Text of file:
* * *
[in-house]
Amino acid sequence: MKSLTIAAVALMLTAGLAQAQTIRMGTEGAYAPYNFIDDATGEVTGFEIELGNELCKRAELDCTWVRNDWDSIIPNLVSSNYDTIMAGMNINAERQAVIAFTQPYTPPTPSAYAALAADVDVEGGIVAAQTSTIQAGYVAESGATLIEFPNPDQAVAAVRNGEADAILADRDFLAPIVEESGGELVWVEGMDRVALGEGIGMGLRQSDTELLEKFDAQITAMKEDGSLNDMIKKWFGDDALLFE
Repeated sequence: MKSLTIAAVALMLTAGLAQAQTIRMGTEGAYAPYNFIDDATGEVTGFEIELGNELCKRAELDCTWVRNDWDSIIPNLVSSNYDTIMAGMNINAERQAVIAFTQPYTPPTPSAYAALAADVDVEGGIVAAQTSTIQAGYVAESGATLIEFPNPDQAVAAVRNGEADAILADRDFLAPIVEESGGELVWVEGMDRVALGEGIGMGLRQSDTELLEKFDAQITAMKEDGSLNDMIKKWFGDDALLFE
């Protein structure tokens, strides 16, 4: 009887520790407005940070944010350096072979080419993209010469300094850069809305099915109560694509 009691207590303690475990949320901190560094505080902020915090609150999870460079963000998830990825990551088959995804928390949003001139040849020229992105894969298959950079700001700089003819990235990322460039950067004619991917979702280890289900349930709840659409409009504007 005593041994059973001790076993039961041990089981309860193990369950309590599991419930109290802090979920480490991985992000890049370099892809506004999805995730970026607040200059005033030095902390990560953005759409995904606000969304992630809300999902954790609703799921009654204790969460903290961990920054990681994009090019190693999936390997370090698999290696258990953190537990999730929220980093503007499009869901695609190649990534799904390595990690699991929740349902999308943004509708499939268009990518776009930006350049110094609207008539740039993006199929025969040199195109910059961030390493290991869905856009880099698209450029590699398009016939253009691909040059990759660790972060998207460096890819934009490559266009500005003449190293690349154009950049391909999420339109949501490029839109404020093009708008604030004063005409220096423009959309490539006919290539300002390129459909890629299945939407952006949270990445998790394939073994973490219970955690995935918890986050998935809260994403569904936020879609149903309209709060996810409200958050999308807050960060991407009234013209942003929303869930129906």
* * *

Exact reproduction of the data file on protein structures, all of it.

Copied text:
[in-house]
Amino acid sequence: MKSLTIAAVALMLTAGLAQAQTIRMGTEGAYAPYNFIDDATGEVTGFEIELGNELCKRAELDCTWVRNDWDSIIPNLVSSNYDTIMAGMNINAERQAVIAFTQPYTPPTPSAYAALAADVDVEGGIVAAQTSTIQAGYVAESGATLIEFPNPDQAVAAVRNGEADAILADRDFLAPIVEESGGELVWVEGMDRVALGEGIGMGLRQSDTELLEKFDAQITAMKEDGSLNDMIKKWFGDDALLFE
Repeated sequence: MKSLTIAAVALMLTAGLAQAQTIRMGTEGAYAPYNFIDDATGEVTGFEIELGNELCKRAELDCTWVRNDWDSIIPNLVSSNYDTIMAGMNINAERQAVIAFTQPYTPPTPSAYAALAADVDVEGGIVAAQTSTIQAGYVAESGATLIEFPNPDQAVAAVRNGEADAILADRDFLAPIVEESGGELVWVEGMDRVALGEGIGMGLRQSDTELLEKFDAQITAMKEDGSLNDMIKKWFGDDALLFE
């Protein structure tokens, strides 16, 4: 009887520790407005940070944010350096072979080419993209010469300094850069809305099915109560694509 009691207590303690475990949320901190560094505080902020915090609150999870460079963000998830990825990551088959995804928390949003001139040849020229992105894969298959950079700001700089003819990235990322460039950067004619991917979702280890289900349930709840659409409009504007 005593041994059973001790076993039961041990089981309860193990369950309590599991419930109290802090979920480490991985992000890049370099892809506004999805995730970026607040200059005033030095902390990560953005759409995904606000969304992630809300999902954790609703799921009654204790969460903290961990920054990681994009090019190693999936390997370090698999290696258990953190537990999730929220980093503007499009869901695609190649990534799904390595990690699991929740349902999308943004509708499939268009990518776009930006350049110094609207008539740039993006199929025969040199195109910059961030390493290991869905856009880099698209450029590699398009016939253009691909040059990759660790972060998207460096890819934009490559266009500005003449190293690349154009950049391909999420339109949501490029839109404020093009708008604030004063005409220096423009959309490539006919290539300002390129459909890629299945939407952006949270990445998790394939073994973490219970955690995935918890986050998935809260994403569904936020879609149903309209709060996810409200958050999308807050960060991407009234013209942003929303869930129906």